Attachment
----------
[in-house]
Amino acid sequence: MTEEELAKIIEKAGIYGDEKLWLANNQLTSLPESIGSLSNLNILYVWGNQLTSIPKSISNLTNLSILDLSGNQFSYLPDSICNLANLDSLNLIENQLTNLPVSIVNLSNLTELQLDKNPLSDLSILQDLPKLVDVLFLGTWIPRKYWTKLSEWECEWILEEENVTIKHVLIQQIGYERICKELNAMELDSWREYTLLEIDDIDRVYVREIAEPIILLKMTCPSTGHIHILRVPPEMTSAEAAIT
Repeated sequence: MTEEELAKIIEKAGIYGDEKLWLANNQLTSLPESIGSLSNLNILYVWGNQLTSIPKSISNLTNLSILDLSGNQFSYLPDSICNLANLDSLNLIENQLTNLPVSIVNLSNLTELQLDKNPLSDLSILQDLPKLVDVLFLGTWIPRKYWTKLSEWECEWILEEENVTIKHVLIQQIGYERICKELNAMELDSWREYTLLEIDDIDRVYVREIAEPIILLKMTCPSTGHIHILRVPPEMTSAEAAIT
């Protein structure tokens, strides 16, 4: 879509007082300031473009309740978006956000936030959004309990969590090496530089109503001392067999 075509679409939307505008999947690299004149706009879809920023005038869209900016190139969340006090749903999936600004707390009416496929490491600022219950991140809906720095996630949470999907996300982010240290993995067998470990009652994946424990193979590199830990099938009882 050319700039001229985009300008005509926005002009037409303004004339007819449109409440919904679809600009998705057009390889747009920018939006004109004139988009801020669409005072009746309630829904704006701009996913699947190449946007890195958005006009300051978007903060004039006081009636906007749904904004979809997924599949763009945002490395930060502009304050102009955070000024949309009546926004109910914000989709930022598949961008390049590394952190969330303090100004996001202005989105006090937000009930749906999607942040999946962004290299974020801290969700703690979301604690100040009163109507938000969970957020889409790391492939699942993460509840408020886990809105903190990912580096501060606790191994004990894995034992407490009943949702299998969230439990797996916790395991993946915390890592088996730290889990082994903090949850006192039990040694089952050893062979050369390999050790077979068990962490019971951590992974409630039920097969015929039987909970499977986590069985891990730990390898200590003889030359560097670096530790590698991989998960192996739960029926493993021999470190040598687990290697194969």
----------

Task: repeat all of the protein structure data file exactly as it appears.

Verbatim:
[in-house]
Amino acid sequence: MTEEELAKIIEKAGIYGDEKLWLANNQLTSLPESIGSLSNLNILYVWGNQLTSIPKSISNLTNLSILDLSGNQFSYLPDSICNLANLDSLNLIENQLTNLPVSIVNLSNLTELQLDKNPLSDLSILQDLPKLVDVLFLGTWIPRKYWTKLSEWECEWILEEENVTIKHVLIQQIGYERICKELNAMELDSWREYTLLEIDDIDRVYVREIAEPIILLKMTCPSTGHIHILRVPPEMTSAEAAIT
Repeated sequence: MTEEELAKIIEKAGIYGDEKLWLANNQLTSLPESIGSLSNLNILYVWGNQLTSIPKSISNLTNLSILDLSGNQFSYLPDSICNLANLDSLNLIENQLTNLPVSIVNLSNLTELQLDKNPLSDLSILQDLPKLVDVLFLGTWIPRKYWTKLSEWECEWILEEENVTIKHVLIQQIGYERICKELNAMELDSWREYTLLEIDDIDRVYVREIAEPIILLKMTCPSTGHIHILRVPPEMTSAEAAIT
């Protein structure tokens, strides 16, 4: 879509007082300031473009309740978006956000936030959004309990969590090496530089109503001392067999 075509679409939307505008999947690299004149706009879809920023005038869209900016190139969340006090749903999936600004707390009416496929490491600022219950991140809906720095996630949470999907996300982010240290993995067998470990009652994946424990193979590199830990099938009882 050319700039001229985009300008005509926005002009037409303004004339007819449109409440919904679809600009998705057009390889747009920018939006004109004139988009801020669409005072009746309630829904704006701009996913699947190449946007890195958005006009300051978007903060004039006081009636906007749904904004979809997924599949763009945002490395930060502009304050102009955070000024949309009546926004109910914000989709930022598949961008390049590394952190969330303090100004996001202005989105006090937000009930749906999607942040999946962004290299974020801290969700703690979301604690100040009163109507938000969970957020889409790391492939699942993460509840408020886990809105903190990912580096501060606790191994004990894995034992407490009943949702299998969230439990797996916790395991993946915390890592088996730290889990082994903090949850006192039990040694089952050893062979050369390999050790077979068990962490019971951590992974409630039920097969015929039987909970499977986590069985891990730990390898200590003889030359560097670096530790590698991989998960192996739960029926493993021999470190040598687990290697194969």